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Bad bank will help clean up balance sheets, but credit culture must change for healthier financial system

The creation of a bad bank does not in any way address the underlying cause of the bad loan problem in India — the credit culture that exists at public sector banks.

By: Editorial |
Updated: September 18, 2021 9:18:50 am
Under this framework, Rs 90,000 crore of loans, which banks have fully provided for, will be transferred in the first phase.

On Thursday, Finance Minister Nirmala Sitharaman announced that the government had approved extending a guarantee of Rs 30,600 crore to the National Asset Reconstruction Company Ltd (NARCL) — colloquially referred to as the bad bank — to help clear stressed loans worth Rs 2 lakh crore from the balance sheets of banks. As the buyer of these bad loans, NARCL, through its operational entity, India Debt Resolution Company, will be tasked with the resolution of these assets. This may perhaps lead to better outcomes as consolidating loans from multiple banks into a single entity may lead to a more effective, and timely resolution process.

Under this framework, Rs 90,000 crore of loans, which banks have fully provided for, will be transferred in the first phase. NARCL will purchase these loans in an 15:85 format — 15 per cent of the value will be paid in cash, while security receipts will be issued for the balance amount. The upfront cash payment will aid cash flows of banks. But the process of price discovery — the price at which NARCL buys these loans from the banks — might prove to be challenging even though the transaction involves the public sector as both buyer and seller. Banks though will have the freedom to sell the security receipts. From the perspective of investors, to the extent that the receipts are guaranteed by the government, their downside is protected. But to what extent a secondary market for such securities evolves is debatable. On its part, the government is pushing for a time-bound resolution of the assets by giving a five-year period for the invocation of the guarantee. But considering that these loans have been written down by banks, it is difficult to gauge what this will yield. The absence of buyers as reflected in the IBC process, the extent to which financial creditors have had to take haircuts on their admitted claims, all raise questions over the market appetite on both sides of the transaction. To be effective, the resolution process will need to be managed in a timely manner by capable personnel as delays will only lead to value destruction. Resolution is after all preferable to liquidation. From the government’s perspective, the security receipts guaranteed by it are a contingent liability. If the proceeds from resolution of these bad loans exceed the guaranteed amount, then there will be no outflow from its side.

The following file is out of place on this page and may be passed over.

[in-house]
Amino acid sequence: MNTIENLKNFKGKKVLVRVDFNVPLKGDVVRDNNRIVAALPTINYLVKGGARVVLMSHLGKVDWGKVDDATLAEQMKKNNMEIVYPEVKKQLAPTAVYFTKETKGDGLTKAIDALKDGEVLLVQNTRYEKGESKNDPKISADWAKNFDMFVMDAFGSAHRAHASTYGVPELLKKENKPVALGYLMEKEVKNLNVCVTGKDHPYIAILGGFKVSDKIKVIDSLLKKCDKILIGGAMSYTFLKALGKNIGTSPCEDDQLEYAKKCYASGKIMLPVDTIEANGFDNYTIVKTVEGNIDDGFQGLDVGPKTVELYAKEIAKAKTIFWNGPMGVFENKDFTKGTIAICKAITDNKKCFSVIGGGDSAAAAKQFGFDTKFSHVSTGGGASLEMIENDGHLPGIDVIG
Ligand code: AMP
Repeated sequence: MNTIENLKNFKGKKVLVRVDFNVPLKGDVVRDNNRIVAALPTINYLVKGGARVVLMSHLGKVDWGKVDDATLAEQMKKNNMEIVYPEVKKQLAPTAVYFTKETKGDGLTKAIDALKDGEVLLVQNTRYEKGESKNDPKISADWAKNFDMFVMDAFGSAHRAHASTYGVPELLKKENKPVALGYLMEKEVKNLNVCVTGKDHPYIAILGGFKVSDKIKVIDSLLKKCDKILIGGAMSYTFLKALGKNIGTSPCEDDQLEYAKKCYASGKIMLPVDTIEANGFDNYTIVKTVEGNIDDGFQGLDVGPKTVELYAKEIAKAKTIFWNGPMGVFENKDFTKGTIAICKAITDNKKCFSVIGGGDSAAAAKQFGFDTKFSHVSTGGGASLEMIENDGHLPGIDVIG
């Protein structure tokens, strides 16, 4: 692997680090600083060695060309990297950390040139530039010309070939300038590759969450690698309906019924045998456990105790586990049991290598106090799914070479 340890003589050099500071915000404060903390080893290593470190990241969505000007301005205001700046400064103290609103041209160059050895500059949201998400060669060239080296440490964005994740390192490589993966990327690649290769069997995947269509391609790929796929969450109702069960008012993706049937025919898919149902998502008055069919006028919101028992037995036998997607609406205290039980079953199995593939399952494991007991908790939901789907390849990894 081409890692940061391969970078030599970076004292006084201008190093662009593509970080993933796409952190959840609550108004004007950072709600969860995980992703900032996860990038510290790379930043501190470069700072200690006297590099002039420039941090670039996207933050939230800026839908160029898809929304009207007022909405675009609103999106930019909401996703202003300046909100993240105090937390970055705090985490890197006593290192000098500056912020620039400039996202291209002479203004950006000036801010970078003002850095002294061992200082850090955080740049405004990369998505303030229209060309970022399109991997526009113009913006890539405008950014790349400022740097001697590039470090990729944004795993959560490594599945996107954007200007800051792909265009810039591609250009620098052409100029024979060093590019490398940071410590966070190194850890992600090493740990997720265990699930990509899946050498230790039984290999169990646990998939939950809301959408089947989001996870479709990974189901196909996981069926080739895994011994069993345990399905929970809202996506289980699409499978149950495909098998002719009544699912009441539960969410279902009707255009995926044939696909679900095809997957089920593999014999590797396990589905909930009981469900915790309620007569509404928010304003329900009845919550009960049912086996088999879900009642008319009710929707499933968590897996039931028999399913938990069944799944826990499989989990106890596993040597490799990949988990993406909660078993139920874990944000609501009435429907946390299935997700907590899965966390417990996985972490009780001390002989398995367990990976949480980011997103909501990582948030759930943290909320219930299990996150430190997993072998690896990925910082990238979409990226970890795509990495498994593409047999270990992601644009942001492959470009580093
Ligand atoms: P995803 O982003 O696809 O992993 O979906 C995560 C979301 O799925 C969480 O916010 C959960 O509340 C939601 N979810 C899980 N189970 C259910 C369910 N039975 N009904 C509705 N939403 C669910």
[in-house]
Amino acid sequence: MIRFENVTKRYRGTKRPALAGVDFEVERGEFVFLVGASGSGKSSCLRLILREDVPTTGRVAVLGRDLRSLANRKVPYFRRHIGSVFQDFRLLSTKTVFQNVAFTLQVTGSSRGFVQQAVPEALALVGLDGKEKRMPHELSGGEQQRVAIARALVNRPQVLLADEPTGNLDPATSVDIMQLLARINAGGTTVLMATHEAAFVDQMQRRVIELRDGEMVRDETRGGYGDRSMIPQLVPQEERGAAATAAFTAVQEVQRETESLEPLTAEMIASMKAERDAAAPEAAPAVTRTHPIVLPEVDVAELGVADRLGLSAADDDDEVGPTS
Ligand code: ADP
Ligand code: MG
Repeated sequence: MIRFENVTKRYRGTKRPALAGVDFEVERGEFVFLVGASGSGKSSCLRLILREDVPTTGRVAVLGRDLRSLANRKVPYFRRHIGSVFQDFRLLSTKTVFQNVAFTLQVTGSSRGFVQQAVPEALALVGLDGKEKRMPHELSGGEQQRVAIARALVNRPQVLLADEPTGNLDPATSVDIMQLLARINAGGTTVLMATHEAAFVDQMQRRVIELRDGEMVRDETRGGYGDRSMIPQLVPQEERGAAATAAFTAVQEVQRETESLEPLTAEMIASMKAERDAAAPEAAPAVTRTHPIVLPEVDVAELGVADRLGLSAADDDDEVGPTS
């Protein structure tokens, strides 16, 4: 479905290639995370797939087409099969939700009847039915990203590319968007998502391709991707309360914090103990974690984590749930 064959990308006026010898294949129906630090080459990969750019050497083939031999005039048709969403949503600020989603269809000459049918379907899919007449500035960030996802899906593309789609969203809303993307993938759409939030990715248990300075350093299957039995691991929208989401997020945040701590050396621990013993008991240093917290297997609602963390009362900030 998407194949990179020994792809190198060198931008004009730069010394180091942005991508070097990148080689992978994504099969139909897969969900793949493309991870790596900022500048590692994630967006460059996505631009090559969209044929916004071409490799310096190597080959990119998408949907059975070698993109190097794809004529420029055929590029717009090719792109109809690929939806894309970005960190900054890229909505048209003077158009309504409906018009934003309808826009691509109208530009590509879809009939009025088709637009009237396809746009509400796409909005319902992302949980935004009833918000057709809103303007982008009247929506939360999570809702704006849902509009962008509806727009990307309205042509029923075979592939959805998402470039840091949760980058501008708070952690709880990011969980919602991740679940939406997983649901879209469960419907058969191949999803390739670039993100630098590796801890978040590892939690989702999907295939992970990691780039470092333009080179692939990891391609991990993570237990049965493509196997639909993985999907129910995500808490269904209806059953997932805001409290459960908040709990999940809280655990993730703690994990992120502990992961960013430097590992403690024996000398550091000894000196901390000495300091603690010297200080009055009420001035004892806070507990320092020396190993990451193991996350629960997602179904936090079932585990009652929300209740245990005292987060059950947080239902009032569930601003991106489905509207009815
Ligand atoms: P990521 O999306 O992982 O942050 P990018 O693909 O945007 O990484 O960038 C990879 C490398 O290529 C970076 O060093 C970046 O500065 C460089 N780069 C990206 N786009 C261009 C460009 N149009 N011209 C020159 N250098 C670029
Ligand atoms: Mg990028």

The creation of a bad bank could help clean up bank balance sheets — though in the absence of a successful resolution it may end up being a repository for bad loans. But it does not in any way address the underlying cause of the bad loan problem in India — the credit culture that exists at public sector banks. Only by reforming the banking system in India, especially the public sector banks, can the financial system be made more efficient.

This editorial first appeared in the print edition on September 18, 2021 under the title ‘Debt weight’.

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